National Union Fire Insurance Company of Pittsburgh, Pa., Plaintiff/Counterclaim-Defendant-Appellee,
Mead Johnson & Company LLC, et al., Defendants/Counterclaim-Plaintiffs-Appellants. and Lexington Insurance Company, Counterclaim-Defendant-Appellee,
Argued September 24, 2013
Appeals from the United States District Court for the Southern District of Indiana, Evansville Division. Nos. 3:11-cv-00015-RLY-WGH, 3:11-cv-00161-RLY-WGH — Richard L. Young, Chief Judge.
Before Posner, Tinder, and Hamilton, Circuit Judges.
Posner, Circuit Judge.
Before us are consolidated appeals in a pair of diversity suits governed, the parties agree, by Indiana law. One suit pits two insurance companies, National Union and Lexington (both subsidiaries of American International Group), against Mead Johnson, which purchased liability coverage from them. The other suit is just between National Union and Mead Johnson. We can ignore the procedural tangle reflected in the caption.
Mead Johnson had purchased a primary Commercial General Liability policy (a standard policy issued by many insurance companies) from National Union. The policy has a limit of $2 million for liability for what is called "personal and advertising injury." Mead also has an excess liability policy from Lexington (a policy that kicks in when an insured's liability exceeds the limit in his primary policy) that has a limit of $25 million. The insurance companies sought and obtained (on motions for summary judgment) declaratory judgments that they have no duty to pay claims that Mead Johnson filed with them regarding two tort suits against it. So Mead has appealed.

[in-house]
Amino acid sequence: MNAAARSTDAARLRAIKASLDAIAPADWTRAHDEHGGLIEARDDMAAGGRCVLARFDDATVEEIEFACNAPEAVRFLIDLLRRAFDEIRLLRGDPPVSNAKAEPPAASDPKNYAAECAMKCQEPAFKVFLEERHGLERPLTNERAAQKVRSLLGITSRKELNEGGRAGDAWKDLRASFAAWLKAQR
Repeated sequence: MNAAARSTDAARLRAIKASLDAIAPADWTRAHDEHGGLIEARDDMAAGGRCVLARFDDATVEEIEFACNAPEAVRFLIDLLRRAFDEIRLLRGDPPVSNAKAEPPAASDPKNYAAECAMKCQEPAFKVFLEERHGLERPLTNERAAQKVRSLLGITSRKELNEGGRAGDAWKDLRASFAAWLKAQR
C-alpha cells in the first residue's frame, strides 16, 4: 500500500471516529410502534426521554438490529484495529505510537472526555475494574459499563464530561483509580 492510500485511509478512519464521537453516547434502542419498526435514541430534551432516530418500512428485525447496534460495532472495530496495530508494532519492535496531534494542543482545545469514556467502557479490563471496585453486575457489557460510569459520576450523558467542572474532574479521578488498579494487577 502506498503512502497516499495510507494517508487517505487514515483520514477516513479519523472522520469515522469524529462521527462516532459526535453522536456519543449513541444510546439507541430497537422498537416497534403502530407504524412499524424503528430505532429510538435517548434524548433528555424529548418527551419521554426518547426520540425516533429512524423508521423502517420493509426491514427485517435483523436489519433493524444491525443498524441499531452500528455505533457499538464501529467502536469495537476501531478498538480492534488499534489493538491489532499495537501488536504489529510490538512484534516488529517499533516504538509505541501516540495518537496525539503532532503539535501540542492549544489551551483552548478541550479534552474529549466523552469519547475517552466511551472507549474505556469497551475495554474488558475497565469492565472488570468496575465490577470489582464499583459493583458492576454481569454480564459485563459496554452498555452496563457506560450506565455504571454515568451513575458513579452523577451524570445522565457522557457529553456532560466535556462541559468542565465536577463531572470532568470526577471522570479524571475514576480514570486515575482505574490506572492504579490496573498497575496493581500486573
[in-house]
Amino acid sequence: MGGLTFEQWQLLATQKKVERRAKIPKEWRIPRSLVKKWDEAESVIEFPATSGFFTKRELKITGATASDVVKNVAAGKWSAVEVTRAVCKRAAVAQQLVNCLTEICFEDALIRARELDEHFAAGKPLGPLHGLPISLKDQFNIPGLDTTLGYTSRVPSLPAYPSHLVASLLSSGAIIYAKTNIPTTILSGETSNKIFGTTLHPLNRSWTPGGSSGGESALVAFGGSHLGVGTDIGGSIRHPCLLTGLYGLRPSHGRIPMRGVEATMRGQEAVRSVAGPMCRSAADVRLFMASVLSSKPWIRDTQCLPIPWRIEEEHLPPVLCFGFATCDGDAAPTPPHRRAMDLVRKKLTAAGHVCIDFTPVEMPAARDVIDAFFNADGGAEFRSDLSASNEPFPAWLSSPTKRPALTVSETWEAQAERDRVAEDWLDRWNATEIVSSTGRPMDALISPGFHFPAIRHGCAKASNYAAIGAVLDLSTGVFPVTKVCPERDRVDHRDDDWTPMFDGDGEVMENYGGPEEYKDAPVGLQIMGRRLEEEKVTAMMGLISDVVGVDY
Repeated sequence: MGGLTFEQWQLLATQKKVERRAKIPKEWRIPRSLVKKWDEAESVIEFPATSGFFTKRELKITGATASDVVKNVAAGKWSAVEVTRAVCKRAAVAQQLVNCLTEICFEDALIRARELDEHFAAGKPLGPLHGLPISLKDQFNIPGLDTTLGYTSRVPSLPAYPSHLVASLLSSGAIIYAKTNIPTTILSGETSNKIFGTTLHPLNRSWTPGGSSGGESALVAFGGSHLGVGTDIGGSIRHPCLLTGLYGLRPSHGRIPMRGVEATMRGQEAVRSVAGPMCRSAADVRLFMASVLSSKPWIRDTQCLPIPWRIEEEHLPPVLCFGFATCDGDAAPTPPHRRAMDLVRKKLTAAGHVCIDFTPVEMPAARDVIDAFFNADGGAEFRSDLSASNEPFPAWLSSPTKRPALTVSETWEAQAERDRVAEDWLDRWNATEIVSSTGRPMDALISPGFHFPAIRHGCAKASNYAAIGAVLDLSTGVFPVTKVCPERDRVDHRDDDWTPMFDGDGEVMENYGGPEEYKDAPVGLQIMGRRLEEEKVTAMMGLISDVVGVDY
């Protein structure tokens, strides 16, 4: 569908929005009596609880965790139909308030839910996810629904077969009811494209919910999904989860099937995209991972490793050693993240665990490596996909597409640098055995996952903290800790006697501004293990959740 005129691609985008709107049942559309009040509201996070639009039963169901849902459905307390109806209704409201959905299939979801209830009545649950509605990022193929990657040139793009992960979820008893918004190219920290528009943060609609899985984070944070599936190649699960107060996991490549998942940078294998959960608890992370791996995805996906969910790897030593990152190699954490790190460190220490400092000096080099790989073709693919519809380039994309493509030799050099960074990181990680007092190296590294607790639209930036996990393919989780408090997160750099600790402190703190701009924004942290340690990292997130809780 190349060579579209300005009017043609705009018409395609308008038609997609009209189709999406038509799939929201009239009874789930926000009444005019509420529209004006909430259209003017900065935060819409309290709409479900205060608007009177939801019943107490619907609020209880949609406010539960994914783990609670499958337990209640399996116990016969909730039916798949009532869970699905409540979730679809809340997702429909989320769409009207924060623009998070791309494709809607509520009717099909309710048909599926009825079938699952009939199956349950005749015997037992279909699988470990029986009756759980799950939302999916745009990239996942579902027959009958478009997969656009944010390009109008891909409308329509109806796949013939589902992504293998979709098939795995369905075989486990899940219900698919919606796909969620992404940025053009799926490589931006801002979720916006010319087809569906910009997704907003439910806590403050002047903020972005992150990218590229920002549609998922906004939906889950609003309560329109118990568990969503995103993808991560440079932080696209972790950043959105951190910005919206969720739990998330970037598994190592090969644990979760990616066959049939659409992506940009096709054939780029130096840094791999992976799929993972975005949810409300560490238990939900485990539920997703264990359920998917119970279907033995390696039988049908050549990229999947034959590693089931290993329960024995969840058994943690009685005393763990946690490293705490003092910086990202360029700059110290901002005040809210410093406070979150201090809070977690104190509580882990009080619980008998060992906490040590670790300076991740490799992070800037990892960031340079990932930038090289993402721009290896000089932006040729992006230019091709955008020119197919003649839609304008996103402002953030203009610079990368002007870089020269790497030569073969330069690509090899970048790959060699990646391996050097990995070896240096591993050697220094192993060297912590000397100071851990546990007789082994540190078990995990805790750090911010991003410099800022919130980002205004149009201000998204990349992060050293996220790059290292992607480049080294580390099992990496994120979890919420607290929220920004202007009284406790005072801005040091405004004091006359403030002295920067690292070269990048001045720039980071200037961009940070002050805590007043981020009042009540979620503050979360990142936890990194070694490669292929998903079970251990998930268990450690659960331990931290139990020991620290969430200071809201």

A recent spinoff from Bristol-Myers Squibb, Mead Johnson is virtually a one-product company. That product is the upscale infant formula Enfamil. See "Enfamil, " Wikipedia, http://en.wikipedia.org/wiki/Enfamil (visited Oct. 24, 2013). It is sold worldwide, and is alleged to have accounted for 60 percent of Mead Johnson's $2.88 billion earnings in 2008 on the eve of the tort suits that have given rise to these appeals. The tort suits are a reflection of Mead's efforts to maintain its dominance of the global baby-formula market, efforts that have resulted in repeated legal skirmishes with a major competitor, PBM Products, LLC (part of a much larger company, Perrigo). In two earlier suits, both settled, PBM had sued Mead for false advertising. PBM Products, Inc. v. Mead Johnson & Co., 03:01-cv-199 (E.D. Va. 2001); PBM Products, Inc. v. Mead Johnson & Co., 03:02-cv-944 (E.D. Va. 2002). Turning the tables on its opponent, Mead had sued PBM for trade dress infringement. Mead Johnson & Co. v. PBM Nutritionals, LLC, 1:06-cv-1246 (S.D. Ind. 2006). That case was settled too.
The insurance suits that the current appeals bring before us arose out of PBM's third lawsuit against Mead (again for false advertising), plus a class action suit against Mead for consumer fraud. PBM's suit, filed in 2009, eventuated in a jury award of $13.5 million, affirmed in PBM Products, LLC v. Mead Johnson & Co., 639 F.3d 111, 128 (4th Cir. 2011). Mead wants its insurers to pay that judgment, plus the $15 million settlement that it made to resolve the class action suit.
PBM's suit claimed that Mead had falsely asserted that PBM's less expensive infant formula (a "store brand"—that is, a generic rather than a branded product, to which the retail outlet that sells it attaches its own brand name) lacked two key fats that promote brain and eye development. Filed in April 2009, the suit sought some $500 million in damages for product disparagement, a tort that the insurance policies that Mead Johnson had bought from National Union and Lexington expressly cover as a form of "advertising injury." But Mead did not notify National Union or Lexington of the suit until December 2009—by which time the trial in PBM's suit had ended in the $13.5 million verdict against Mead. (Why Mead Johnson didn't notify its insurers about the PBM suit until losing at the trial is the abiding mystery of this case. At oral argument we asked Mead Johnson's counsel why, and he said he didn't know. We find this hard to believe, but are left in the dark.)